St. Patrick’s Day-related revelry will take place in several cities on Europe on March 17.

St. Patrick’s Day-related revelry will take place in several cities on Europe on March 17. (iStock)

The vernal equinox of the Northern Hemisphere occurs on March 20 in 2024, and with that, spring will have officially arrived in Europe. While equinoxes tend not to be celebrated with the same fervor reserved for their astrological cousins the solstices, the Continent offers a handful of places in which the changing of the seasons and celestial phenomena get their fair due.

St. Patrick’s Day

St. Patrick was a real-life figure born in Great Britain near the end of the fourth century. At the age of 16, Patrick was taken prisoner by a group of raiders who brought him to Ireland and held him in captivity for six years. Working in isolation as a shepherd, he turned to his religion for solace and dreamed of converting the Irish to his belief system. He is believed to have died on March 17, around 460 A.D.

According to the website, some speculate that the close proximity of the spring equinox to St. Patrick’s Day could be due to a merging of ancient Celtic traditions with more modern Catholic rituals. As many pre-Christian beliefs and festivals were incorporated into the emerging religion of Christianity, it’s conceivable that a Spring Equinox festival was “rebranded” as a day to celebrate one of the world’s best-known saints.

Europe’s biggest celebration of St. Patrick takes place in Dublin, Ireland, where festivities stretch over several days. Much of the action will take place March 16-17 at the Festival Quarter at the National Museum of Ireland, Collins Barracks. The historical heritage site will be transformed into a lively urban festival hub consisting of a covered main stage, more intimate performance spaces, chill zones and an Irish Food and Craft Village. Daytime events are free of charge and while no tickets are necessary, entry is on a first-come, first serve basis. The city’s highlight event is a huge parade that sets forth at noon on March 17 and traces a route starting from Parnell Square, crossing O’Connell Bridge and ending at the Cuffe St./Kevin St. junction. Online:

Other places in Ireland where St. Patrick’s Day is commemorated include Dingle, where a fife and drum parade of sets forth at the crack of dawn on March 17; late risers can enjoy the main parade from 12:45 p.m. Kilkenny and Cork are also home to sizable celebrations.

In London, a St. Patrick’s Day parade will set off from Hyde Park Corner sometime around noon on March 17 and pass through Piccadilly, St James’s Street, Pall Mall, Cockspur Street and Whitehall. The Irish-themed festivities taking place at Trafalgar Square include performances by dance troupes and community choirs, workshops for children and food demos. Activities take place from noon-5 p.m. Online:

Birmingham, England, home to a sizable Irish community, gets into the green with a parade that sets forth at noon on March 17 from the Camp Hill Island side of Bradford Street and winds up near the Digbeth Coach Station. At 12:45 p.m., a stop along the way will include a tribute to the late Shane MacGowan. All those gathered are invited to join in a rendition of The Pogues’ “Dirty Old Town.” The parade is followed by concerts by various Irish tribute bands, which are ticketed events. Online:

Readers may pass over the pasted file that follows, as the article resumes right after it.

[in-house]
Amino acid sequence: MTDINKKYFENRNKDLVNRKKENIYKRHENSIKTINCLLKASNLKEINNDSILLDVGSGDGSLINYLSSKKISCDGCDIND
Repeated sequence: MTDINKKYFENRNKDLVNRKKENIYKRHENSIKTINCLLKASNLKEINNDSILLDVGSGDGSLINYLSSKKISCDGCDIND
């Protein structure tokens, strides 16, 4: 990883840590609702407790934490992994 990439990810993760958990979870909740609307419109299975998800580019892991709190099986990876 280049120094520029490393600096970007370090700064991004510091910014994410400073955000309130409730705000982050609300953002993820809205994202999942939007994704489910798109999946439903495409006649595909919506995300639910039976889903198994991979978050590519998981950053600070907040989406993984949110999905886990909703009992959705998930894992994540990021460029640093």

Another home to a rocking good time on St. Patrick’s Day is Munich, Germany. On March 16-17, the city’s Odeon Square becomes a mini-Ireland of sorts, offering a stage for concerts and shows, food trucks serving Irish-inspired grub and the pouring of lots of beer. A St. Patrick’s Day mass and concert with Irish music is offered at St. Ludwig’s Church from 6 p.m. March 16. The traditional St. Patrick’s Day Parade starts off from Münchner Freiheit at noon on March 17. Online:

Geographical alignments

A handful of ancient monuments scattered across the planet function as astronomical calendars. Each year at the time of the Spring Equinox, Stonehenge in Wiltshire, England, attracts an eclectic mix of neo-druids, neo-pagans, Wiccans, traditional families and curious tourists. They come to observe the second of four sky points in the Wheel of the Year, a time when the sun rises exactly in the east, travels through the sky for 12 hours and then sets exactly in the west. A company by the name of Stonehenge Tours works closely with English Heritage to offer provide exclusive access tours during equinoxes and solstices, allowing their clients to be among the stones before the site opens to the general public. The company offers departures from both Bath and London. Online:

At the Loughcrew Megalithic Center in County Meath, Ireland, the back stone of Cairn T is lit up by the morning sunlight as is passes through a passageway. Repeated observations have shown that the complex engravings of the back stone are actually markers used to calibrate the day of the equinox. The natural phenomenon takes place over the three days closest to the time of equal days and nights, assuming, of course, there’s sunshine on the day. Online:

Tucked into a hollow among the cliffs on the southern coast of the island nation of Malta, Mnajdra is a complex site consisting of three temples overlooking an oval forecourt. The Lower Temple has a particular astronomical alignment that allows the rays of the sun to pass through specific areas of the temple at the times of the Equinoxes, which fall on or around the dates of March 20 and Sept. 22 each year. Online:

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